11/15/2006 04:14 pm ET | Updated Nov 17, 2011

Fearless Women Raising Fearless Women

What makes a woman fearless? Is it a fearless mother combined with the genetic code of previous generations of fearless women in her family?

Is it our nature or our nurture that makes us fearless?

Born at the end of the 1960s, I came of age under the women's liberation movement. Women moved from Stepford Wives to corporate executives. Bras were burned. Equal pay for equal work was the demand of the day. Gloria Steinem preached that a woman did not need a man to make her way in this world, and in fact, women need men like fish need bicycles. Just like sun tea, I was steeped in the feminism that surrounded me, or as much as could be garnered in the Deep South.

As a daughter of the American Revolution, I have pioneer stock genes mixed with a resilient Scots-Irish heritage. The women of our family are strong willed, outspoken, intelligent, educated and determined to succeed in everything we do from pursuading others to agree with our political opinions to climbing the ladder in our careers to baking the best casserole for the potluck dinner after church on Sunday. My mother's seeds of fearlessness landed on fertile soil.

At 18, the country's oldest women's college beckoned me to leave my hometown. I packed my bags and left Baton Rouge, Louisiana to go 1524 miles away to Mount Holyoke College in South Hadley, Massachusetts. I spent four years immersed in an environment that challenged me on every level - intellectually, spiritually, socially, emotionally and physically.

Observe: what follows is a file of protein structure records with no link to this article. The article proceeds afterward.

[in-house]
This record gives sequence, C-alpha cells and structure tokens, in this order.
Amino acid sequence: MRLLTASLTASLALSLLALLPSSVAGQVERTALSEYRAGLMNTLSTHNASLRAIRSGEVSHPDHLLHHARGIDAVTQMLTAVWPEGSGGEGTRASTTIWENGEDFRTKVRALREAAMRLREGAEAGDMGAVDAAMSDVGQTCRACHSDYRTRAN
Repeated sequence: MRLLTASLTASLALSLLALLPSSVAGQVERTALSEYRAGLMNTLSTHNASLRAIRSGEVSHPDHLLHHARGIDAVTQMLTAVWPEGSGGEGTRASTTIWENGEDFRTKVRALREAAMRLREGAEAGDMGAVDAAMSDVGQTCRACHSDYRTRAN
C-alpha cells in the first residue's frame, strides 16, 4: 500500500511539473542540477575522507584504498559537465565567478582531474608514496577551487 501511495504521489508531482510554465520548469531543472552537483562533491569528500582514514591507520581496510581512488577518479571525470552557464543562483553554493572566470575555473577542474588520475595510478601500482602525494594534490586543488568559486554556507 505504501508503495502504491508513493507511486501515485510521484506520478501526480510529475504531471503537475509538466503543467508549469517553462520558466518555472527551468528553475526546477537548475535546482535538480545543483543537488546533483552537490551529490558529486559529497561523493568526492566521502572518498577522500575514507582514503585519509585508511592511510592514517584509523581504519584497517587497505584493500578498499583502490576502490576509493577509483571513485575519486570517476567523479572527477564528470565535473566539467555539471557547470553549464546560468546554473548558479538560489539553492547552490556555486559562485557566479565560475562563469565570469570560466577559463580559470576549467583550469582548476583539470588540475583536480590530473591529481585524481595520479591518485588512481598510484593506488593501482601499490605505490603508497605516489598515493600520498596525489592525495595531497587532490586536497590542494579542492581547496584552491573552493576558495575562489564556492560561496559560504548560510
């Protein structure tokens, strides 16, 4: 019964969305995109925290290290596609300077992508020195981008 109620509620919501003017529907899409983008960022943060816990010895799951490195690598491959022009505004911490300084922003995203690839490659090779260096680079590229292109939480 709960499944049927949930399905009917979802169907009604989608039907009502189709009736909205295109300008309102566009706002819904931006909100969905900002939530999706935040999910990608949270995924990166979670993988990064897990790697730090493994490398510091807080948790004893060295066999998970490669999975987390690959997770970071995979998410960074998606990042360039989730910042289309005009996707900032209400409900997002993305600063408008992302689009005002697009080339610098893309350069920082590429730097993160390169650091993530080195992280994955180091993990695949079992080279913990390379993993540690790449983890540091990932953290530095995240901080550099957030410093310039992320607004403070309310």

Four years later, a well-rounded, balanced confident woman emerged. The sapling was well on its way to becoming a mighty oak.

Ten years later, that woman completely disappeared in the midst of an emotional drought. As my marriage was failing, I found myself disintegrating before my own eyes. I was afraid of anything and everything. I was terrified that the windows would have a smudge on them when my husband got home, that I would make the wrong menu selection for dinner, or the laundry wouldn't smell Downy fresh. No decision I made ever seemed to be right. I refused to leave because I was too afraid. How would I make it on my own? How would I go back to work and handle the challenges of two young children, including a son with autism - alone? Although my nature was strong, the lack of nurture was causing me to wither.